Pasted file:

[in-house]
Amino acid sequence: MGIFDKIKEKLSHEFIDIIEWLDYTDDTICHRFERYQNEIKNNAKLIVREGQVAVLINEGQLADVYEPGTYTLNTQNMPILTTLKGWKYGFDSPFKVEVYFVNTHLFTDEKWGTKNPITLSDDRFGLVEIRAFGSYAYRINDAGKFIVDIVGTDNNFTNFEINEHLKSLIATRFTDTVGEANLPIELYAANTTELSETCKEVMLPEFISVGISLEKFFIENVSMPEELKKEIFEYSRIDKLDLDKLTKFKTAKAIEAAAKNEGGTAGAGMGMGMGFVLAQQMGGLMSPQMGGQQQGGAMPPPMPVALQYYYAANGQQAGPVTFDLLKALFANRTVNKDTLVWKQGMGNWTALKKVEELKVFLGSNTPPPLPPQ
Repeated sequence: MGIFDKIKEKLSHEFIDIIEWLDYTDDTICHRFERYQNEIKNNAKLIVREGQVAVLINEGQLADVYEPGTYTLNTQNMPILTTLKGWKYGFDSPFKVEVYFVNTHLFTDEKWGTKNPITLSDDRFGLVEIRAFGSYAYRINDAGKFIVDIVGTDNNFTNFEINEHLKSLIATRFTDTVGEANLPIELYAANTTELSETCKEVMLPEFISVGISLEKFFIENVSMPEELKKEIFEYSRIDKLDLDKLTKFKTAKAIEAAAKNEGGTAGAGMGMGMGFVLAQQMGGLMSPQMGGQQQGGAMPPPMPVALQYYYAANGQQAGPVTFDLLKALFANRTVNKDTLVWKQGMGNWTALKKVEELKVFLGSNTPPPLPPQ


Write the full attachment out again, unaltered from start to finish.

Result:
[in-house]
Amino acid sequence: MGIFDKIKEKLSHEFIDIIEWLDYTDDTICHRFERYQNEIKNNAKLIVREGQVAVLINEGQLADVYEPGTYTLNTQNMPILTTLKGWKYGFDSPFKVEVYFVNTHLFTDEKWGTKNPITLSDDRFGLVEIRAFGSYAYRINDAGKFIVDIVGTDNNFTNFEINEHLKSLIATRFTDTVGEANLPIELYAANTTELSETCKEVMLPEFISVGISLEKFFIENVSMPEELKKEIFEYSRIDKLDLDKLTKFKTAKAIEAAAKNEGGTAGAGMGMGMGFVLAQQMGGLMSPQMGGQQQGGAMPPPMPVALQYYYAANGQQAGPVTFDLLKALFANRTVNKDTLVWKQGMGNWTALKKVEELKVFLGSNTPPPLPPQ
Repeated sequence: MGIFDKIKEKLSHEFIDIIEWLDYTDDTICHRFERYQNEIKNNAKLIVREGQVAVLINEGQLADVYEPGTYTLNTQNMPILTTLKGWKYGFDSPFKVEVYFVNTHLFTDEKWGTKNPITLSDDRFGLVEIRAFGSYAYRINDAGKFIVDIVGTDNNFTNFEINEHLKSLIATRFTDTVGEANLPIELYAANTTELSETCKEVMLPEFISVGISLEKFFIENVSMPEELKKEIFEYSRIDKLDLDKLTKFKTAKAIEAAAKNEGGTAGAGMGMGMGFVLAQQMGGLMSPQMGGQQQGGAMPPPMPVALQYYYAANGQQAGPVTFDLLKALFANRTVNKDTLVWKQGMGNWTALKKVEELKVFLGSNTPPPLPPQ